Movie Review: Rajjo
It is quite rare that a Puneri will have confusion of giving opinion. But then you witness Rajjo and it turns to be a lesson on what you expect and what you actually get in return. Rajjo starring Kangna Ranaut and directed by acclaimed Marathi author and IAS officer Vishwas Patil, gives you a feeling of expecting a National Award winning film (considering it has seven National Award Winners) but instead you witness a film which might even miss the Ghanta Awards by a wide margin.
Director: Vishwas Patil
Actor: Kangna Ranaut, Paras Arora, Prakash Raj, Mahesh Manjrekar, Swati Chitnis, Upendra Limaye and Kishore Kadam
Music: Uttam Singh
Lyrics: Sameer, Dev Kohli
You are introduced to the hero Chandu (Paras Arora – looks 16, supposed to be 21 and behaves minus 10) who visits a kotha on Grant Road to celebrate the cricket match win. Seriously? Kotha treats for winning matches? He immediately gets smitten with Rajjo (Kangna Ranaut), the Queen Bee of the kotha with dreams of becoming a big dancer. You also get to meet the wonderful caricature of characters – a eunuch brothel owner Begum (Mahesh Manjrekar. Where is Bobby Darling when you need her?), a suspended encounter specialist Salunkhe (a wasted Upendra Limaye), a friend in need Dadhi (Kishore Kadam) and so on. Chandu gets inspired by a neta Acharyaji (Avtaar Gill) who wants prostitutes and nautch girls to have a good life by going around saat pheras. Chandu proposes marriage and Rajjo sees this as an escape from the drudge. In a scene which will be disowned by the B-grade film maker’s association, they are quickly married by the brothel owner Begum and her colleagues. But of course, they disowned by the parents and dumped at a garage by Dadhi where they also have their honeymoon, shown via a shaking van, with a parrot, and a couple of horny mechanics as witness. They later shift to a village where Rajjo wears designer clothes, make-up, become a good housewife and get a job as a dance teacher at a school. Chandu tries to find various jobs too. But trouble comes in the form of politician Hande (ham specialist Prakash Raj) who wants to start a dance bar amidst land grabbing with Rajjo as star performer. The rest of the movie is for no one to guess as no one in the right mind would want to do that.
Vishwas Patil as a writer is a class but his Rajjo probably makes you question his talent. The topic interests you – a nautch girl from a dying kotha wants be a dancer, have a family and dream big. But like BRTS which might have looked good on paper and in some people’s pocket, the execution goes for a full toss. It is so full of clichés that you really wonder what all these seriously talented people were thinking making such films. Chandu’s character is too dumb and naïve. For example, he takes Rajjo to his parents after marriage saying he is trying to be responsible. Duh! No consideration is given to the fact that he is a penniless immature student. Another scene which reeks of silliness is where Hande is speaking to some journalists and to silence them, feeds them good food. And then he responds to a journalist’s question about his three wives with a cock-and-bull story. Then he sweetly threatens them to not publish what he spoke or else their offices will be destroyed. The first starts on a quick pace but everything is squandered in the film’s second half. A few dialogues and scenes do touch you. When the kotha gets torn down for redevelopment, Badi Ammi, Rajjo’s old dance teacher, leaves without informing. She is seen wandering the lanes searching for her lost world. Another dialogue by Chitnis’s character about Mumbai hits you – the poor and hungry thronged to Mumbai and found something for themselves but now this rich city does not belong to them.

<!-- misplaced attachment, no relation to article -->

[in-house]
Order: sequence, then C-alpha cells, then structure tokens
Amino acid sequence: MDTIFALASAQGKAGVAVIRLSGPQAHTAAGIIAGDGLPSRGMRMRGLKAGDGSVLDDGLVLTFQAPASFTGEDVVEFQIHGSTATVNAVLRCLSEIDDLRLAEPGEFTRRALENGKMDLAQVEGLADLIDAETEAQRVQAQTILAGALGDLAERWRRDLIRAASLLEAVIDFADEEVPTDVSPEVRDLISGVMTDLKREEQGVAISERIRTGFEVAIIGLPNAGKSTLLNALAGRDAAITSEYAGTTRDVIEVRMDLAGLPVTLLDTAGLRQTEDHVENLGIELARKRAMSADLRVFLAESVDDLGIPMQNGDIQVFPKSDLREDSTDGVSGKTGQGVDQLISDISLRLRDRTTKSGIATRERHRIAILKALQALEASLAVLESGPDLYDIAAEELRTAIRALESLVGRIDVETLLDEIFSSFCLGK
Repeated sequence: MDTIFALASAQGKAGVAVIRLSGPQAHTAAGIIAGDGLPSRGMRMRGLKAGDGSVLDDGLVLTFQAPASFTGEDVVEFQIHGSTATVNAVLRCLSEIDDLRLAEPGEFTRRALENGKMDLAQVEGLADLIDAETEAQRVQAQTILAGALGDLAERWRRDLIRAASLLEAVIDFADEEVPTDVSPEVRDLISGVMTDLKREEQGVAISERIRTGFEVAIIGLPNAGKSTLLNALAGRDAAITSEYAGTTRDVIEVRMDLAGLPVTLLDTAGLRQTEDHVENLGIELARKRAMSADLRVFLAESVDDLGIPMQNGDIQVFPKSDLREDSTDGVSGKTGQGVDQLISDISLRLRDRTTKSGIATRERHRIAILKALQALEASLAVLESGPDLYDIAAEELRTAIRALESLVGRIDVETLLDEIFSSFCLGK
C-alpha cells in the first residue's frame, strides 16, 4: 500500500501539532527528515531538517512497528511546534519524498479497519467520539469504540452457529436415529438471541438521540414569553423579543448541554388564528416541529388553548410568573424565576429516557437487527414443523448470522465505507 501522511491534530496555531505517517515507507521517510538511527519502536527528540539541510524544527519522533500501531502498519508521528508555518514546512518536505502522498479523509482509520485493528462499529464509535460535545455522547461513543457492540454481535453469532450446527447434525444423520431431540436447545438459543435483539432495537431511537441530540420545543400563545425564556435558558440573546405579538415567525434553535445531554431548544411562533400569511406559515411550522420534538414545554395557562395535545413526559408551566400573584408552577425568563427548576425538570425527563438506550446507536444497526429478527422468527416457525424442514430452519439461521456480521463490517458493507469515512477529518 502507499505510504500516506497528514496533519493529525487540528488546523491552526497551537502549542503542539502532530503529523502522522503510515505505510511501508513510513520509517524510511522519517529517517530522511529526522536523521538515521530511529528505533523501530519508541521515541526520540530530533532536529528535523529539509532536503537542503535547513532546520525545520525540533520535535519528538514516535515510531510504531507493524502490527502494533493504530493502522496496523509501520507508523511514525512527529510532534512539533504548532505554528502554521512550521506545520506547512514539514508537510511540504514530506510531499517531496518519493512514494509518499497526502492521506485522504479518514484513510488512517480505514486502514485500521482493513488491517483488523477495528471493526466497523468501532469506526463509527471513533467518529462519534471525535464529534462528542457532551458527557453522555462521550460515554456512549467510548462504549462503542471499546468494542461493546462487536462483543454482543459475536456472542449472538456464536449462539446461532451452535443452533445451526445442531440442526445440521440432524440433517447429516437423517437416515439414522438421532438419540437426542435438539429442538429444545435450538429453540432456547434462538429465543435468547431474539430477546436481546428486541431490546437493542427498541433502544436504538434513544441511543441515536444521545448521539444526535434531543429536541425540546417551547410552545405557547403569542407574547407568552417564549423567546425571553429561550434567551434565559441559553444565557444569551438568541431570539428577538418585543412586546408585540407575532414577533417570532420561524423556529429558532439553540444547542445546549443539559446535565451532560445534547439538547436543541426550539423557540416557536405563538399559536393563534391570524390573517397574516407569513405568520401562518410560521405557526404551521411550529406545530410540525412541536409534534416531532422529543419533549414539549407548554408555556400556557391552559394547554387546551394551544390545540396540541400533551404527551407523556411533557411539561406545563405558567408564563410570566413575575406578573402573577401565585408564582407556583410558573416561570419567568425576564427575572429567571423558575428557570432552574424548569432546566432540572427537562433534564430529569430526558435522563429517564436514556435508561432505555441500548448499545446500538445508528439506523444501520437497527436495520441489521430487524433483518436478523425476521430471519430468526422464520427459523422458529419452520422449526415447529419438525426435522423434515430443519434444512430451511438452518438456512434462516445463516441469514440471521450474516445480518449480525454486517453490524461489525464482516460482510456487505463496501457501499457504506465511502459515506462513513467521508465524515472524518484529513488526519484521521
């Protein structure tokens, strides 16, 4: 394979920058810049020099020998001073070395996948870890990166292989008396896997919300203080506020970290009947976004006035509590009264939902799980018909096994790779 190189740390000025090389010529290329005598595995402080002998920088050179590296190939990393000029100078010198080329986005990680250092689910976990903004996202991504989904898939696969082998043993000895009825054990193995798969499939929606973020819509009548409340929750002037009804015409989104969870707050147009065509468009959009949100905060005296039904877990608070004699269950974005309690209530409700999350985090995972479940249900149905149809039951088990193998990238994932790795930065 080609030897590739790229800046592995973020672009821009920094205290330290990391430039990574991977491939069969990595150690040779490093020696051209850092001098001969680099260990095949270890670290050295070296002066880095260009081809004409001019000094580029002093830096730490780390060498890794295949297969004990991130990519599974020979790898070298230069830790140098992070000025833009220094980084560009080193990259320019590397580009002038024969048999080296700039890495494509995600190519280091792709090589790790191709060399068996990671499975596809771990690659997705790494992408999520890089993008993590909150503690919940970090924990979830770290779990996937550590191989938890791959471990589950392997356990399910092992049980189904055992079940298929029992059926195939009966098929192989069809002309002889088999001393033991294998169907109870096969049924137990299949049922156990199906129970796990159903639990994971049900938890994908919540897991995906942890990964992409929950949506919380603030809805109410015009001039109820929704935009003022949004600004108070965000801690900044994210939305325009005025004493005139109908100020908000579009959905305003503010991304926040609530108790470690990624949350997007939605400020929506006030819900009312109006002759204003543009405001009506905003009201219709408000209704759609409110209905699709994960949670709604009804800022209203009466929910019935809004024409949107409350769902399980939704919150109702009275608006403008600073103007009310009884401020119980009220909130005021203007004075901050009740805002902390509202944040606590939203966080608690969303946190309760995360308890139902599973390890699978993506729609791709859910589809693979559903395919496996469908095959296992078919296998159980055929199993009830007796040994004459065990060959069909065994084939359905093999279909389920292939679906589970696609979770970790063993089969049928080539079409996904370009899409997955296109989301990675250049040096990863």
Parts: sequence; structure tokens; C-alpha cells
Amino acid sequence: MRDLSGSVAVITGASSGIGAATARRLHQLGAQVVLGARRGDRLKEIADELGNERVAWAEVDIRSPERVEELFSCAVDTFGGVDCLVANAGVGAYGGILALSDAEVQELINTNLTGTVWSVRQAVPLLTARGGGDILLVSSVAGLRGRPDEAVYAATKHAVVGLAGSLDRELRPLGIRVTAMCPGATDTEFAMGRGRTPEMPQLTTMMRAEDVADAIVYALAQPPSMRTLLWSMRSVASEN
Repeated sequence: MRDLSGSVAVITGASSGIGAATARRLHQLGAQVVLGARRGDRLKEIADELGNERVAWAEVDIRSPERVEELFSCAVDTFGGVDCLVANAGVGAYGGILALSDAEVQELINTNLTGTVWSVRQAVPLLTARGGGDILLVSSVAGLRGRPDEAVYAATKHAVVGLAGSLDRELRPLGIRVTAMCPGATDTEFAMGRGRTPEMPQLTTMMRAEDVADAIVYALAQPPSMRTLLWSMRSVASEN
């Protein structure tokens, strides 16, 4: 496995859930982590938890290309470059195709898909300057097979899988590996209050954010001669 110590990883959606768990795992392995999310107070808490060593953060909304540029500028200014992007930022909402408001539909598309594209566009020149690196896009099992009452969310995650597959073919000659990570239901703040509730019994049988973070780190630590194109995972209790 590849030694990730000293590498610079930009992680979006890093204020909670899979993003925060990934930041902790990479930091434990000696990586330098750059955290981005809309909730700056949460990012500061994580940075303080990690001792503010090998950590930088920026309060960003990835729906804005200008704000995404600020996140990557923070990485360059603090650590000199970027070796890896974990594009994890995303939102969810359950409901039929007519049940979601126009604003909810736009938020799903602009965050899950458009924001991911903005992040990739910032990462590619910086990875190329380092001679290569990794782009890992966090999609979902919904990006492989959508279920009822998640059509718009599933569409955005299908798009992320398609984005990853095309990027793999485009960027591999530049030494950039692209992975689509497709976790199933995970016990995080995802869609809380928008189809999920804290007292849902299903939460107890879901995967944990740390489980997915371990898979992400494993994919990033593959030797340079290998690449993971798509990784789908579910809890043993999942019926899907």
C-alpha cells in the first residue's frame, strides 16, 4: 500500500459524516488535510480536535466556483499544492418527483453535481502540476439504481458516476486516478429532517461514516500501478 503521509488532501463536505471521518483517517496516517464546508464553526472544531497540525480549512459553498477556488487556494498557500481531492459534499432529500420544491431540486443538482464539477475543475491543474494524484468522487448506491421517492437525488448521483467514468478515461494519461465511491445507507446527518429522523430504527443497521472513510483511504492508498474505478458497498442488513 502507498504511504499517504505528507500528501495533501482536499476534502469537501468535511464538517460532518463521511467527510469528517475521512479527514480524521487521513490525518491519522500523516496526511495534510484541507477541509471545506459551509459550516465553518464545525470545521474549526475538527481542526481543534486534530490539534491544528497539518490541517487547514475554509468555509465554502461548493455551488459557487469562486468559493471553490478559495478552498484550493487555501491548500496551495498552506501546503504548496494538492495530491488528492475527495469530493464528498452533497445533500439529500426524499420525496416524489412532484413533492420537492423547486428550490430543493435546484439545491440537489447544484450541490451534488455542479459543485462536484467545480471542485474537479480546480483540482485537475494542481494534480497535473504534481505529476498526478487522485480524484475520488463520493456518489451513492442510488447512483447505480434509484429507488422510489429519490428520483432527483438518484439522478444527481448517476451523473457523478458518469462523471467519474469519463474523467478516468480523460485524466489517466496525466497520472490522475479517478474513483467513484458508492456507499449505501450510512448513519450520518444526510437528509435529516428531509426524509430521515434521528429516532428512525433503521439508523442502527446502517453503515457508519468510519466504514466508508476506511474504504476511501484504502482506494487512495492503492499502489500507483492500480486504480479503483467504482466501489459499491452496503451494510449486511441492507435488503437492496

Generally, actors try to save an otherwise bad film from near death. But it seems the actors have given up on this film right from the beginning. Kangna Ranaut as Rajjo is the saving grace of this film. But she is let down by her own beauty and fashion sense. Her dresses which are gorgeous on other occasion stand out as sore thumb here. Note: she is washing clothes in a deep neck burgundy salwar suit with a deep back. Manjrekar as Begum is just okay but looks more like a man in drag than a eunuch. Swati Chitnis as another brothel senior Ammi and Upendra Limaye as a suspended cop Salunkhe try to lift the characters but you feel bad for them.
Patil as a director leaves you thinking of how a good story goes to the dumps. He has written the screenplay based on the story by Jayant Pawar, but it does not justice to the talents of both Pawar and Patil. One of the best decisions by Patil is to take ace cinematographer Binod Pradhan on board who adds a certain standard to the film. The set design, especially the kothas, looks real. Let’s not get into the other details like music which is decent.
And throughout watching Rajjo, all you think of is either walking out or trying to remember what made you think of watching the film. For once, if someone asks kaisi lagi, say ‘Mera Sar‘.